On Being Dirty

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Is it ever a small thing, molestation? I don’t think so. It may have happened fifty years ago; perhaps ten; perhaps just five. Maybe it was just yesterday. It could be an open wound or a shiny old scar. You could cover it with your clothes or hair, or you could wear it openly; whisper it to heavy dark demons at night, or scream from the rooftops It happened it happened it happened. Because it did. It happened, and that is the truth.

It may seem, at the end of the first day, like a bad dream. But do you remember your oldest nightmares in detail? I remember in bits and pieces; but I remember that moment, that morning, so clearly- every tiny, filthy detail.

I’m not filthy. I’m not. I know this. I believe this. But I also remember after the initial realisation- I’ve been touched, I’ve been molested- sank into my skin, it was as though something black and oily  and viscous had replaced my blood, emanating outwards from the breast that had been squeezed- like an auto rickshaw horn, I thought- to every vein and capillary in my body. I was terrified that it would bubble up, dark and dirty, through my pores, and then  everyone would know. I’d be bad.

I didn’t keep it a secret for long. Home has always been where I could break, ugly and peaceful. I told my mother and elder brother that very day. There’s nothing quite like the warmth of a hug when you feel as filthy as I did that day. But hugs don’t wash away memories, and no matter what smile I put on at home or how flippantly I spoke, the ten minutes of hell were permanently burned into my brain.

I’m still rather scared of strange men, particularly those around 40-60 years. I don’t remember what my eve-teaser looked like, I didn’t see his face long enough. But black hair, fat face, and smug smirk sailing away on a motorbike- I remember that well enough. Too well, and too little, but enough.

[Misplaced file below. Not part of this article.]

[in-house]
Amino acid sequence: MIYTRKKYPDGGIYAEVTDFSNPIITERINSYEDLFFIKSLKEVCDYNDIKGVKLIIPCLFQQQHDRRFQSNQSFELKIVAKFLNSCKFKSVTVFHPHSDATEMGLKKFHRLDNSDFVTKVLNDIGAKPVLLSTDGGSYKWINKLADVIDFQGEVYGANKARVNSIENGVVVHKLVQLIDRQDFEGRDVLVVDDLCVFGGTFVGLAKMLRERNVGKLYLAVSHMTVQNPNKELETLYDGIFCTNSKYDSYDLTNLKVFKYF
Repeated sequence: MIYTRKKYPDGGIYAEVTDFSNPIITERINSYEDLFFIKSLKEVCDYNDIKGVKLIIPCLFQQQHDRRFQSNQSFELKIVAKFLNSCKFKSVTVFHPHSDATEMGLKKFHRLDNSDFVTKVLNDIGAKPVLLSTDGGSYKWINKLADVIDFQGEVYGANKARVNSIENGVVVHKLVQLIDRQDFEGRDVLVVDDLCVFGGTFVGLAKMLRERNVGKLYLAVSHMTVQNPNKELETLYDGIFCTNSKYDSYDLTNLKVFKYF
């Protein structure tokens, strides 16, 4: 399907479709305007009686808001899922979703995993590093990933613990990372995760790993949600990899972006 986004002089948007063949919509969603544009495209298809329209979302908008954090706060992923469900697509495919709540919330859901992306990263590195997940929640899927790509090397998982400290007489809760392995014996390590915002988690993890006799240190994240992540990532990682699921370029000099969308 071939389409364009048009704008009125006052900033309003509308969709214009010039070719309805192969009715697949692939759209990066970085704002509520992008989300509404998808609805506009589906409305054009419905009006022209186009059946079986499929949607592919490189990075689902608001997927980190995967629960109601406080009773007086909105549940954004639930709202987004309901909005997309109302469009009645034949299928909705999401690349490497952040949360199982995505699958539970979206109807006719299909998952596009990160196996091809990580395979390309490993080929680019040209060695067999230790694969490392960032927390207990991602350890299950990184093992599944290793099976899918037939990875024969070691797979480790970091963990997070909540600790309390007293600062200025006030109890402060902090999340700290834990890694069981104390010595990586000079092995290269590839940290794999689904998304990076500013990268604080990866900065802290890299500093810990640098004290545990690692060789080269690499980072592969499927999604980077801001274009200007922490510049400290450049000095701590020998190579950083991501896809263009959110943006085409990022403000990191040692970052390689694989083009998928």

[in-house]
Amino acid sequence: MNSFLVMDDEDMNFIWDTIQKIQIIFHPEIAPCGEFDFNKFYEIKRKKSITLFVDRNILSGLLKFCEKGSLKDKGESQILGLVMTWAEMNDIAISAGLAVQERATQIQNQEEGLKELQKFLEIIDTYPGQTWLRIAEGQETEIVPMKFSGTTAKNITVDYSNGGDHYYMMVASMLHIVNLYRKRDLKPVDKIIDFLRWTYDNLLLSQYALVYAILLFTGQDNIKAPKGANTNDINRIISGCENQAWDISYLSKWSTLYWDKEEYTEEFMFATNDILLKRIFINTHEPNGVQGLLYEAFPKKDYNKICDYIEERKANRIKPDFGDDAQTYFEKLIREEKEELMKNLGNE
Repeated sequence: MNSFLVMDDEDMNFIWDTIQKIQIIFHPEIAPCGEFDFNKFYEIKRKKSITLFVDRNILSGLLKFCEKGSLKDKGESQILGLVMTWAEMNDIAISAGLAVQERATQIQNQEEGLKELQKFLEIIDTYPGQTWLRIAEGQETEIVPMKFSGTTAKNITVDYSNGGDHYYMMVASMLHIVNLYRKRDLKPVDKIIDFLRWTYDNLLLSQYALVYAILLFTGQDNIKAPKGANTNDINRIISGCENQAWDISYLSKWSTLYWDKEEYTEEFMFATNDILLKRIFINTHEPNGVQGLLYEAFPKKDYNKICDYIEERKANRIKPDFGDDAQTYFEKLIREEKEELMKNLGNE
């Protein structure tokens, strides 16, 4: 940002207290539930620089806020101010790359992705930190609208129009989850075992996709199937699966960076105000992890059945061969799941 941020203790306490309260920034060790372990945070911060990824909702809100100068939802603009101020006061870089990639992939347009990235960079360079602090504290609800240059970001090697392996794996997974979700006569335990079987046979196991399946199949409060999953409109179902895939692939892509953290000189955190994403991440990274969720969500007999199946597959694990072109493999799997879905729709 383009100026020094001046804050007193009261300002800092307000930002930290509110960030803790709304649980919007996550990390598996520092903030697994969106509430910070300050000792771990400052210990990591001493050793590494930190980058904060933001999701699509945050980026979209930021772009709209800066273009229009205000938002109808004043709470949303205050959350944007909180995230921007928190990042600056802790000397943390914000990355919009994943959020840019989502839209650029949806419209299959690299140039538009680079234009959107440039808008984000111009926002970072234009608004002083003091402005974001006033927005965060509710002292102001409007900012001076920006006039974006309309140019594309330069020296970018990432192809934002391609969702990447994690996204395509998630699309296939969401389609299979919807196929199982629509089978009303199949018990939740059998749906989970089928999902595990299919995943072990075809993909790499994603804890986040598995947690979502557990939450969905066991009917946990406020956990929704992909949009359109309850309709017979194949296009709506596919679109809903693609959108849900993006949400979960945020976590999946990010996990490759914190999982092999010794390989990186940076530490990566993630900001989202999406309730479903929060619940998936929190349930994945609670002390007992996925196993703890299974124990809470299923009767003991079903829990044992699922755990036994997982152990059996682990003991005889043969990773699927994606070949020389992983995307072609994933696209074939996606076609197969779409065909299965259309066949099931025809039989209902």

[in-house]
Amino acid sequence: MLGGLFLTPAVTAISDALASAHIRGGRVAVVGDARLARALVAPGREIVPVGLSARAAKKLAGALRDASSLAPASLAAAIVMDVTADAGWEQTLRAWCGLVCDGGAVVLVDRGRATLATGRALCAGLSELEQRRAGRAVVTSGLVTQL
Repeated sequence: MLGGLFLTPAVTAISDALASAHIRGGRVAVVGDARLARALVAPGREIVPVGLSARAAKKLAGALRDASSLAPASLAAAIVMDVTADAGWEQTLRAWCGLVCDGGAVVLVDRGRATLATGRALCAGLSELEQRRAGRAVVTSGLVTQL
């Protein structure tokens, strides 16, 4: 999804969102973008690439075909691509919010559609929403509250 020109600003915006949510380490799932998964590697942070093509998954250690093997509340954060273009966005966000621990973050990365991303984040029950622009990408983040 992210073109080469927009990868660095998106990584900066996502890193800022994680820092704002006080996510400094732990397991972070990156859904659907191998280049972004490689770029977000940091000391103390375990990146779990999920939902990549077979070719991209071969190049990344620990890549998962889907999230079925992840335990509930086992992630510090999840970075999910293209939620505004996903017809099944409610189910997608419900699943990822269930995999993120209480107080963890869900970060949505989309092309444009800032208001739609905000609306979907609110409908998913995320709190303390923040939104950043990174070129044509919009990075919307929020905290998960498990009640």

I’ve moved past it, really. I’m not always looking over my shoulder. Mom thinks I should; after all, this is Delhi. But the road of my life will not be paved with stones of fear. I look staring strangers in the eye until they look away. I take public transport as much as I can. I try to live the life I want as much as possible, because the truth is that I am terrified.

Not of men, or what they can physically do. I’m terrified that my body and my belief will be alien and dirty to me again. So I try to live as much as possible before that happens, in the hope that it will never happen.

And really, I’m one of the lucky ones.

 

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Pubic Hair Girl

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It was a nickname of mine in high school. Not one that was used to my face, of course. Maybe if it had, I’d have felt better about it.

I love my curls. It took me nearly ten years- not until I saw Kangana Ranaut on a newspaper cover and how she was lauded as ‘beautiful’, same as beautiful Aishwarya Rai- but I do.

The bastard had a nickname for you- he used to call you something.
What?
Pubic hair girl.

Don’t be his friend, people had told me. He’s really weird. Naïve little girl, you should have listened. But you always thought you could fix things, even fix people.